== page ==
Manchester United grabbed all 3 points on a comfortable night against FC Basel in their opening game of the group stages in the Champions League. Bouncing back from the draw in midweek against Stoke, there were plenty of positives to glean from United’s win on Tuesday despite the obvious glaring negative—which stood out like a sore thumb, of which the impact may be much harsher than a sore thumb.
Here are some of the talking points emerging from that game:
1. Victor Lindelof is clearly very good on the ball but not the finished article yet
Victor Lindelof made his first competitive start for Manchester United on the big stage in the Champions League on Tuesday night. The Swedish center-half, although used to the competition having played in it for his previous club Benfica, settled down rather gradually as the clock ticked. And once he found his feet, the 22-year old did not look back.
Never shy of bringing the ball out from the back, Lindelof often initiated attacking moves with assurance and in doing so, he often bypassed the midfield to find spaces in the final third himself, allowing a midfielder to run into the box and support Romelu Lukaku.
His passing range and timing was unmistakably at a higher-than-ordinary level with the Swede completing 75 passes with an accuracy of 93%. But it remains to be seen whether that can be translated week-in, week-out in a faster and more physically demanding league.
But Lindelof’s composed debut was somehow not surprising at all, as in one of my earlier interviews for a different website, primarily discussing the player, his qualities on the ball—and a nickname that hints at his core personality trait—were all on display in his maiden appearance for United. Alongside the often fiery Eric Bailly, it is hard to imagine the ice cool Lindelof not forming a formidable partnership to earn the pair a new song of ice and fire.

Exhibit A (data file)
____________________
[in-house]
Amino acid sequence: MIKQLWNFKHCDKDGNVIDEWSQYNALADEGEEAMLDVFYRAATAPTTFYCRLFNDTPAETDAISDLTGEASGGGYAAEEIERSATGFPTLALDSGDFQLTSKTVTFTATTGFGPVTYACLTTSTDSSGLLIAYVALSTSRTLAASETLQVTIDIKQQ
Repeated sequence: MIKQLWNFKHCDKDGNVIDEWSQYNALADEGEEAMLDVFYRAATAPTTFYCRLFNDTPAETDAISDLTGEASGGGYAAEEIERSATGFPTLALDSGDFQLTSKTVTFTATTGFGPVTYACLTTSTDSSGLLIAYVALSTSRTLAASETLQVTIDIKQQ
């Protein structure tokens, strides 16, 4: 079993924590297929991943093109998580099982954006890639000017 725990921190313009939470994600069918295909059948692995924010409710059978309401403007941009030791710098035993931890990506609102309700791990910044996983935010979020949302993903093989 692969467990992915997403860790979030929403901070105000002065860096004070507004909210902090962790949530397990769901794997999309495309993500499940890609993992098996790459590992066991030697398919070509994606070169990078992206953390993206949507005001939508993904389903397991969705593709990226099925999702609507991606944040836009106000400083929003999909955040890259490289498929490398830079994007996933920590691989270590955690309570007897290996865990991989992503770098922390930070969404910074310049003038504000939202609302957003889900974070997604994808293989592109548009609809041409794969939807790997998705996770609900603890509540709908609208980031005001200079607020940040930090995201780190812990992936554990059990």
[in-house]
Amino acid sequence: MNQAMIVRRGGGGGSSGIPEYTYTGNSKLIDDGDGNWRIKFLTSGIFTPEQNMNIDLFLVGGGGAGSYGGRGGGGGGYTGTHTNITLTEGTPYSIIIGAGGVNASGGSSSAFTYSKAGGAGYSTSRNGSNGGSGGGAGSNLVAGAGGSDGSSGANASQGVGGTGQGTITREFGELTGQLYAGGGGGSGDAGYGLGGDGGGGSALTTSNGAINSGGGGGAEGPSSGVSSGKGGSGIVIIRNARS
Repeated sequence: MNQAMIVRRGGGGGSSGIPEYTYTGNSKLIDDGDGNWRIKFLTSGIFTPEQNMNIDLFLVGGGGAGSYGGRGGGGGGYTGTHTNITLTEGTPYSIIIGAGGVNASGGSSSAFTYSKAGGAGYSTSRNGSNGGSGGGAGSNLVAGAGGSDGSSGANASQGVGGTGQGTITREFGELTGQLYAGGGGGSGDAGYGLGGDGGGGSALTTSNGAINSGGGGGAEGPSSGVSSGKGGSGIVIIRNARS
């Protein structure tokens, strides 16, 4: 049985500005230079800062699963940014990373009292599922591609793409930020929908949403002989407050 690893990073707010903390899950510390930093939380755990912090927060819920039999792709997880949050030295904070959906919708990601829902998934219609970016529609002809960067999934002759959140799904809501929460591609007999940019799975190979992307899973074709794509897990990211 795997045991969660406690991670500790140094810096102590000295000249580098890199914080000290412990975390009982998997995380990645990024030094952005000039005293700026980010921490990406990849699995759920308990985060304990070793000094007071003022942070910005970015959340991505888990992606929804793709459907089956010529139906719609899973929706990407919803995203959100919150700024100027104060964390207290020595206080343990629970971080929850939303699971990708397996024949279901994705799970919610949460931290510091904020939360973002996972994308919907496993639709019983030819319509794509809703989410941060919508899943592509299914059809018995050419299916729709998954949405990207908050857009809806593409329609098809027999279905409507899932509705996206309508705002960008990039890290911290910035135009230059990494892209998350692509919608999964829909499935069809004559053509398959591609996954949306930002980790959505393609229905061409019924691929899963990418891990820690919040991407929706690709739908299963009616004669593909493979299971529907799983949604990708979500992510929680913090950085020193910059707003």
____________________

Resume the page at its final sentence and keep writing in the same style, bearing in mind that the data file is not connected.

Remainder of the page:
2. Fellaini is as important as any at Manchester United
When we zoom out and look back on Fellaini’s career at Manchester United as a whole—it is possible to recall the many important goals that the Belgian has played a part in—either by scoring or being a nuisance in the box helping another teammate to score.
The Belgian, signed by David Moyes on the deadline day of United’s worst transfer window in recent memory has been utilized to his maximum potential only in the last two years, to be precise, and the different dynamic he brings to the side when used in the right manner is irreplaceable, in some ways.
Scoring in the semi-finals of the victorious FA Cup campaign under Louis van Gaal, Marouane Fellaini replicated the feat in both the League Cup and the Europa League—scoring vital goals at crucial moments in the last four—helping Manchester United win three trophies in the last two seasons.
His relationship with Jose Mourinho is even stronger, which is reflected on the gratitude he pays through his goals and performances; consistent with the best of his abilities. In addition to scoring the opening goal—converting an inch-perfect cross looped towards the back post—Fellaini marshaled the midfield, proving his worth in both boxes while also providing the ideal support to Nemanja Matic, whose importance at the club has steadily increased.
3. Pogba’s absence could hurt United in the short-term
All that was well, did not end well. Paul Pogba’s injury mid-way through the first half looked innocuous until he hobbled off clutching his hamstring before entering the tunnel. It not only overshadowed a positive result but also poses genuine questions as to how it could impact United’s strong start in the league.
The injury comes at a time when United are right in the middle of a fixture congestion with 5 games coming up in the space of two weeks. Paul Pogba has enjoyed a brilliant start to his campaign and the last thing he would have wanted was his momentum brought to a screeching and abrupt halt, whose implications will likely be felt in the coming weeks.
Even Jose Mourinho, the master manipulator, could not hide his discontent at the unfortunate injury in the post match interview where his defiance lacked the usual conviction. The Portuguese manager said,
“I don’t know. I just know from experience it’s a muscular injury. Squads are for this, squads are for injuries, squads are for suspensions. We don’t cry with injuries. So if no Paul for Sunday, we have Herrera, we have Carrick, we have Fellaini and we have Matic.”
Mourinho does have other midfielders at his disposal to make up the numbers but it will be foolish to assume that they could do anything more than merely soften the blow.